After the Queen's Speech a number of debates take place in the House of Commons to discuss the legislative programme that is set out in the speech. I took part in one of these debates on the Environment Bill and more widely the Climate Emergency.
Unfortunately, due to some Urgent Questions that had been discussed earlier in the day there was only time for MPs to make short interventions - Parliament at its most maddening; a debate about Climate Change, cut short. A topic of such importance should be given the time that it deserves.
In the time I had I outlined what great work has been done by successive governments to address climate change and how economic expansion, which will boost our innovators and entrepreneurs, is the way in which climate issues will be fixed.
Watch my full speech below:
"The next time a young person asks me how seriously Parliament takes climate change I will struggle to answer, given that this morning we ate into our time with a discussion on pornography, followed by a debate about whether we should have a debate on Saturday. When Parliament starts providing a proportion of its time that is commensurate with the importance of the issues out there in the country at large, those people will have more respect and regard for us and what we do.
It is a great shame that we have not had more time to discuss climate change, because so much progress was made by all three mainstream political parties when they were in government. Emissions have reduced by 44% since the 1990s, for which we credit the Labour Government. Since 2010, the proportion of renewables in our energy supply has gone from 4% to almost 40%, and we can credit the Liberal Democrats and the coalition Government for that, as well as this Conservative Government. We are making great strides, and we have the best record on emissions of all G20 countries. When we speak to young people it is important to reassure them that we are on a good road, but that we need to do more and must not be complacent. It is also important to debate this issue with the transport sector, because 33% of our carbon dioxide emissions come from that.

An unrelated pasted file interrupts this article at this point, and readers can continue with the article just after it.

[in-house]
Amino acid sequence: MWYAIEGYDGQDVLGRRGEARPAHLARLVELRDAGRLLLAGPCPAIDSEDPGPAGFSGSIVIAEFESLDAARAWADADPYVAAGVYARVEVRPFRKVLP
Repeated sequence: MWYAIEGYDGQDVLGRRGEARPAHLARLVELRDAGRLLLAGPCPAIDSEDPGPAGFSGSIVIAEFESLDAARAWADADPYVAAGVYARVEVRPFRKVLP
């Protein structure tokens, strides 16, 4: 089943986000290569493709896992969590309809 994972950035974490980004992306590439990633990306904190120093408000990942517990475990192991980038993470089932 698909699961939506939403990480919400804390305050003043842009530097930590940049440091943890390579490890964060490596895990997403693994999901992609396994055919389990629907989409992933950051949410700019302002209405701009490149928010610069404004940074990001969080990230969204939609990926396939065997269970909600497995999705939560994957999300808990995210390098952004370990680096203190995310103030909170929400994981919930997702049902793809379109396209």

There are reasons to be positive. Through the Transport Committee I had the pleasure of visiting Porterbrook, and its amazing engineer, Helen Simpson, who has a real passion for the environment and for getting more women into engineering. Together with the Birmingham Centre for Railway Research and Education at the University of Birmingham, she has come up with the first retrofitted hydrogen train. That is a green train; that is the future for this country. Indeed, it is not just about this country, because we can sell our industry to other countries, making them greener in our one planet, and making our economy better in this country. I fully support that.
I am also excited about the airline industry. I am a supporter of Heathrow expansion, but the future of air travel should involve solar or battery power, and we should look to a time when at least short-haul flights can be green. I do not believe that we have to slow our economy down; I believe that if we grow the economy and unleash our great innovators, entrepreneurs and engineers, we will not only fix climate issues in this country but be a groundbreaker for the rest of the world."